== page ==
Exclusive deal! Check out exclusive content! An exclusive sneak video! “Exclusive” is one of those words that has become thrown so liberally, especially in digital and social media, it has begun to lose all meaning. Or, at least, the shine of its cachet has certainly is a bit less bright.
We use it for several reasons:
- It appeals to fans’ sense of FOMO and FOMO’s counterpart, being the first to know (or experience or see). Exclusive is especially appealing for the attention-seeking, share-happy fans that teams tend to find on social.
- It drives fans to the actions (and platforms) teams want. A team trying to promote its Snapchat – exclusive! A newsletter or Twitter offer coming up — yep, exclusive, too! Getting fans to the venue – exclusive opening video, on an app — exclusive blooper reels. And, well, you get the point.
- It carries a perceived intrinsic value. The definition, itself, connotes something not available to the masses, only the select few (or few million, sometimes). The notion one is consuming, experiencing, or receiving something only available to them creates strong feelings.
Therein lies the point, mostly. The more the term is carelessly used when not merited, the diminished effect it will have each subsequent time. Instead of focusing on exclusive content to compel fans to go to certain channels, focus on creating a unique, BEST experience for each channel / platform. Understand the audience – on Facebook, on Snapchat, receiving your e-newsletter, coming to your games, and be the best on each channel. It may be the same groceries, but you can whip up a slightly different meal, at least, or give a unique, appropriate presentation. Don’t serve a picnic at the dinner table and fine china on a picnic at the park.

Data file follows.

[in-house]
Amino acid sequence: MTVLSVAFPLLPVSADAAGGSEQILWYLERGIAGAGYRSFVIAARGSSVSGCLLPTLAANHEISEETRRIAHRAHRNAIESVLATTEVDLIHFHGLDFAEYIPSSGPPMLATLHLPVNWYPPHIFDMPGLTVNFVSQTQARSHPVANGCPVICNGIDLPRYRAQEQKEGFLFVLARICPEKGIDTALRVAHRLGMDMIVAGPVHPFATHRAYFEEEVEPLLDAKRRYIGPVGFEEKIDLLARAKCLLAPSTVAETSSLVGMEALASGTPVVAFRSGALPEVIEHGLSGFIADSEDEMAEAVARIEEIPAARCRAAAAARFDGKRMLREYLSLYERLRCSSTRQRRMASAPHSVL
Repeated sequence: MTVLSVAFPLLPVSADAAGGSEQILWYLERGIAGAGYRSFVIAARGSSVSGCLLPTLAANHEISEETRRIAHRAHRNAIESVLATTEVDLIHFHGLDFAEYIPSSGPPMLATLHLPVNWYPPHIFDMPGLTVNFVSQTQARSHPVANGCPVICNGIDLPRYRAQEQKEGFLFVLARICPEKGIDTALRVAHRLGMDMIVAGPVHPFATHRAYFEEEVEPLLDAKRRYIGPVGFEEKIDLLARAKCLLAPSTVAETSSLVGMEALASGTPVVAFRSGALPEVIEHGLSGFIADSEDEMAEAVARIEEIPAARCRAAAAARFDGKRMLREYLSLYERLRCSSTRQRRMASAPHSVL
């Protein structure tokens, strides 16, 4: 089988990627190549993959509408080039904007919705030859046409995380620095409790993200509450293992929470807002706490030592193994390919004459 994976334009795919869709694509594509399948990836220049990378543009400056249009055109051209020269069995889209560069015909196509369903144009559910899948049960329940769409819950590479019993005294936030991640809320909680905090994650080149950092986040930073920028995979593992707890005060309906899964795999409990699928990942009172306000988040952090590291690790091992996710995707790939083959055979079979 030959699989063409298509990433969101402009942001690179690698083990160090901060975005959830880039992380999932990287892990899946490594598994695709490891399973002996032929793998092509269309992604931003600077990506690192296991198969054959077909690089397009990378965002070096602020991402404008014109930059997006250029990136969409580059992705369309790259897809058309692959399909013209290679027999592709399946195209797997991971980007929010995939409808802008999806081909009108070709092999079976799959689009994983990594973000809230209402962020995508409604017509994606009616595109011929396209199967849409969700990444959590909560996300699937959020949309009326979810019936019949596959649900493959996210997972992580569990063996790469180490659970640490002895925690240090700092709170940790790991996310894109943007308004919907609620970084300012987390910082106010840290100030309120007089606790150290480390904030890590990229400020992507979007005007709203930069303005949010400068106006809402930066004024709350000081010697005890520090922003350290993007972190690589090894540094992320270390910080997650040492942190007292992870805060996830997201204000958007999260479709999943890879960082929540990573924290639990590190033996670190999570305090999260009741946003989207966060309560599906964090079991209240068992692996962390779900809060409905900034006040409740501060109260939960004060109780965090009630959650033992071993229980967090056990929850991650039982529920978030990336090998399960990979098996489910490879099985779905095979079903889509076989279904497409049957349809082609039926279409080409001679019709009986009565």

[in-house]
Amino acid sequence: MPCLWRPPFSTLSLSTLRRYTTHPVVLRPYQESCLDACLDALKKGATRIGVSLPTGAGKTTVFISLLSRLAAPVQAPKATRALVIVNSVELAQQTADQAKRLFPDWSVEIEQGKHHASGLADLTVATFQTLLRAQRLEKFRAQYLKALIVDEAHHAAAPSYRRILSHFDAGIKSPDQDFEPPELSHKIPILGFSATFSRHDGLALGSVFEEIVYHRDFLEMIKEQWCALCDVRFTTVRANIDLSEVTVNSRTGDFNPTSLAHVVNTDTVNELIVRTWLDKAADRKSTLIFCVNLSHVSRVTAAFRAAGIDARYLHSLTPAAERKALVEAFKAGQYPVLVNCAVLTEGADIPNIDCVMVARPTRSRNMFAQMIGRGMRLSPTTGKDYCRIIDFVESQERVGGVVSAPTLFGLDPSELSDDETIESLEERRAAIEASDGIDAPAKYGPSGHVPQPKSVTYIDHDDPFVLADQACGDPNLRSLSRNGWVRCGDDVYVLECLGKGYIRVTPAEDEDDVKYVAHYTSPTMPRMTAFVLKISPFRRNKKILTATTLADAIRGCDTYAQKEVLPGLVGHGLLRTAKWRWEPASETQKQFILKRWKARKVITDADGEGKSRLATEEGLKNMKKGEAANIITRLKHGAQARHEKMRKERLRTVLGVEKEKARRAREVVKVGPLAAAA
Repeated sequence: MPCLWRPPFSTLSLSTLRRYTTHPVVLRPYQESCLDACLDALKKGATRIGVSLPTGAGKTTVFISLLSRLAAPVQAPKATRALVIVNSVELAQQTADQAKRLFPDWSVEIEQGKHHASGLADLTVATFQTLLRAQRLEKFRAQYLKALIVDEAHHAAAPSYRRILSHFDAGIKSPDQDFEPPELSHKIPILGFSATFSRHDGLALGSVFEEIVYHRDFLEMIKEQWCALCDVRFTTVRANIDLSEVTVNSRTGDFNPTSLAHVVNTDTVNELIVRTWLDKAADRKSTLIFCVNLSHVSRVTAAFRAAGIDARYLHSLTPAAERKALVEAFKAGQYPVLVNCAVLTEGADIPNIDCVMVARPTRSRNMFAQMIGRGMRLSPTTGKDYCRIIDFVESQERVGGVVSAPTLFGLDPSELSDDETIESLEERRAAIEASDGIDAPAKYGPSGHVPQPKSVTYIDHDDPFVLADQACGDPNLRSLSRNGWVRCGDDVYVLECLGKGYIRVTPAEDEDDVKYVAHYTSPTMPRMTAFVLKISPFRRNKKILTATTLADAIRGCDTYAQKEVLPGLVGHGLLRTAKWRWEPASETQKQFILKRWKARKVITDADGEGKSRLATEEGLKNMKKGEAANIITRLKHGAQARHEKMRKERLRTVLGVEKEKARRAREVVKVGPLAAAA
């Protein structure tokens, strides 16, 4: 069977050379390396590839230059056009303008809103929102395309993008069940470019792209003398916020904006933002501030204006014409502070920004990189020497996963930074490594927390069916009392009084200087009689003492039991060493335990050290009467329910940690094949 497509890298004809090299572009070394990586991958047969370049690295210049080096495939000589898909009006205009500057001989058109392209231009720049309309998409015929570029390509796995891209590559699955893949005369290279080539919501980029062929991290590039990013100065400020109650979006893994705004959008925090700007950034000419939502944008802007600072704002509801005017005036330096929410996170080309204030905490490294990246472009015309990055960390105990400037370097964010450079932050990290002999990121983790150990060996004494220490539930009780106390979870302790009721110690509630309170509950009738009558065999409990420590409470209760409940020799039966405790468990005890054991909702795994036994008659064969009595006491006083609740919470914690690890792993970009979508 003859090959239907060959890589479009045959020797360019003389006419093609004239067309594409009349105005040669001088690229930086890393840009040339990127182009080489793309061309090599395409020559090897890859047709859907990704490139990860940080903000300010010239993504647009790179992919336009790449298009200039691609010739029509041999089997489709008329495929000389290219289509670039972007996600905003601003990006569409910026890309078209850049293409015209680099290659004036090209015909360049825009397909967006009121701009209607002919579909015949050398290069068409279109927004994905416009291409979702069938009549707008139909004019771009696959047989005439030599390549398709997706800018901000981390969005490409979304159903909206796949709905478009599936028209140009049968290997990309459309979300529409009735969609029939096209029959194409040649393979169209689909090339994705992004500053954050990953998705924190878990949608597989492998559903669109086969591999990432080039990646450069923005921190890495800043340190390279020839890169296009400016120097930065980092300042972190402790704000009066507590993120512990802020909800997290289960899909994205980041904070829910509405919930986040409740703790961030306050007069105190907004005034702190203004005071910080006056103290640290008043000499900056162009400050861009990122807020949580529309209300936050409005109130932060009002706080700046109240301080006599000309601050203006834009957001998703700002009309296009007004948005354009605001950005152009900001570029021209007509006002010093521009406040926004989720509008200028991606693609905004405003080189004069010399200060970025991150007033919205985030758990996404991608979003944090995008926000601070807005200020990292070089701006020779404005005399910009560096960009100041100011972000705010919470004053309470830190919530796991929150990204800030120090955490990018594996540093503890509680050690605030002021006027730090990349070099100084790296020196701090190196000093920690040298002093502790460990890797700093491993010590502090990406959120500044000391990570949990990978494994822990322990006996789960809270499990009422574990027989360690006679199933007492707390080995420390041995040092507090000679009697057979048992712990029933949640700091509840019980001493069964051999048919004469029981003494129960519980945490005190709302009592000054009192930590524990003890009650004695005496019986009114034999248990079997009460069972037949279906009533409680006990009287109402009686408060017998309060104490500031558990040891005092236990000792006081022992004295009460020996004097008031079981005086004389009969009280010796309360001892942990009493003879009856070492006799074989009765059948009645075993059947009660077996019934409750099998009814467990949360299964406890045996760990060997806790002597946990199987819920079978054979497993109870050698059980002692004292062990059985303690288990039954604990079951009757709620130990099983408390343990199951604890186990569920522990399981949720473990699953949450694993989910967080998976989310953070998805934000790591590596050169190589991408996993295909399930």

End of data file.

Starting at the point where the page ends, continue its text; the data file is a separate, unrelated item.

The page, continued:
That all sounds well and good, but, as is my charge when writing, what does it all mean and what action should it inspire? It starts with understanding the platforms and the psychographs. Actually write it down (or type it, or use a stylus) — who are you reaching on each platform or at each place, how is content and activity best and most commonly experienced, what is working for others in that space and with that audience, and what does success look like for you and your fans on/at each channel/platform. It sounds like a mouthful, but you have everything you need to answer and get started — an instinct and understanding, loads of data, and a daily focus group of social media and real-life experiences and conversations with fans.
So stop expounding exclusive and start delivering what fans want and what will touch them, connect with them, inspire them, and interest them. Then, exclusive really DOES become exclusive — it’s the specific content or offer each individual fan wants at the right place, time, and medium. Now that’s exclusivity I can get excited about.